Sage Library
Jewel Pearson

It was a cold and rainy fall day when I stood in front of the old yet beautiful Sage Library. Of all the times I've passed it, I never stopped to think about the story behind it--or even what it might be like inside. In the front of the building is a black fence surrounding the courtyard. There is a little walkway that circles around the fountain, an old Victorian style fountain with a lady holding a swan . Just past that is the old building; it has a gothic look with its red brick, cloud-tickling tall arches, blue stone window trim, slate shingles, and a yellow sculpture of a unknown Greek woman representing math and science. To the side of the building, I can see an old opening that was used when there was a school in the basement. Now, it is replaced with a handicap ramp.

Walking up the steps to the glass doors, I can see the age of the door handles. Through the first set of doors there is a light with a red glass that says "Sage Library"; it has been there since the building's opening. Through the second set of doors, on the right, is a picture of Henry William Sage in a tarnished-looking frame. Above I can see another light that is as old as the building itself. As I look up I can tell there was real craftsmanship put into the ceiling, because its is very detailed. The ceiling is tin, but has been painted white. There is also an old chair that has been at Sage Library since the place was first build in 1881. The chair is a light golden wood with royal blue cushions, about the size of a kitchen chair.

Through the entrance way to the other side of the first floor, I can see signs of the how the library used to be. It is the little things that really stand out about the building itself, such as the heaters that are still there but don't work, or the archways, which make the place look like an old mansion.

As I go up the steps to the second floor, I can really start to get a glimpse of how Sage used to be. The second floor is now a children's section with many bright colors, and behind a shelf is an old fireplace. The shelf is next to some computers and hidden from the world. Around the fireplace are pictures of fairy tales.

The best part of the library is the third floor. As I started up the steps, it was like walking into a scary old movie. The air got cold and I could feel a wind blowing. Looking at the walls, I can see that parts are chipped and are showing signs of old age. At the top, a big brown door gave me the chills just looking at it. Through the door is a hallway, and in that hallway there are three rooms. Next to the first door, there is a stack of old newspapers from when the library first opened IN 1881. In the first room, there are a bunch of old books and the air is chilly. Bats live in the room, so it is a good idea to remain silent. The room is made of strong wood which has withstood decades of years and use. As I look out the windows, I can really get a good view of the town, Bay City.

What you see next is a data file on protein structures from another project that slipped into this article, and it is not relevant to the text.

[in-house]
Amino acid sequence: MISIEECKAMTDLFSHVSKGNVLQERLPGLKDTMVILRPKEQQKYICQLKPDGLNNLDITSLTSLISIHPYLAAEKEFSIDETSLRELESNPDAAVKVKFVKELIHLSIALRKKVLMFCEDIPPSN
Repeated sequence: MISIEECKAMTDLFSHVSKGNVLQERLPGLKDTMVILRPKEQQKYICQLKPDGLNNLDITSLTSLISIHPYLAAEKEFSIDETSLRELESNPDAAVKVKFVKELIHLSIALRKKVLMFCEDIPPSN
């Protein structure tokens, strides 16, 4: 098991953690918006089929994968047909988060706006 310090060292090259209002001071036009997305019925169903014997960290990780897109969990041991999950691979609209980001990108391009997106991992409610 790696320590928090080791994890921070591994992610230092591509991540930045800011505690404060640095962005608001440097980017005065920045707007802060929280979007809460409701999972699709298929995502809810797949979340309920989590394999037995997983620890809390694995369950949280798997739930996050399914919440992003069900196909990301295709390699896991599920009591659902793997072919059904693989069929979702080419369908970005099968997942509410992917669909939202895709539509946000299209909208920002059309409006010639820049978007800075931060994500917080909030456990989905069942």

The next room is on the left; it's just a storage room with more books and things for the holidays. It is a weird blue color and there is one window in the room. The last third-floor room was interesting, because it had a calendar from 1879. The room also had old books from that era as well. Many the books were on math, science, and things of that nature. The lady who was giving me a tour said that they were trying to sell them to different collectors around the world. The bookshelves themselves were really old, six feet tall and made of solid oak.

Sage Library is rich in history, and after doing this report, I was shocked at the things I found out about the building. For example, Henry William Sage was a big lumber baron who was a strong believer in education. He wanted people to stop drinking and partying and try to get an education. It's somewhat ironic, however, that the library is located about a block away from several bars on Midland Street. When Sage decided to build the library, it cost about fifty thousand dollars. In addition, when it opened it had a school in the basement and offices on the third floor. I didn't find out when they closed the school, but when they did it became just a normal library.

Bay City's Sage Library is unlike any other building in town. I was very excited when I got to see the top floor. I learned a great deal from my experience, and I realize that it's good to find out about your town and its history. I know I'm glad I did.

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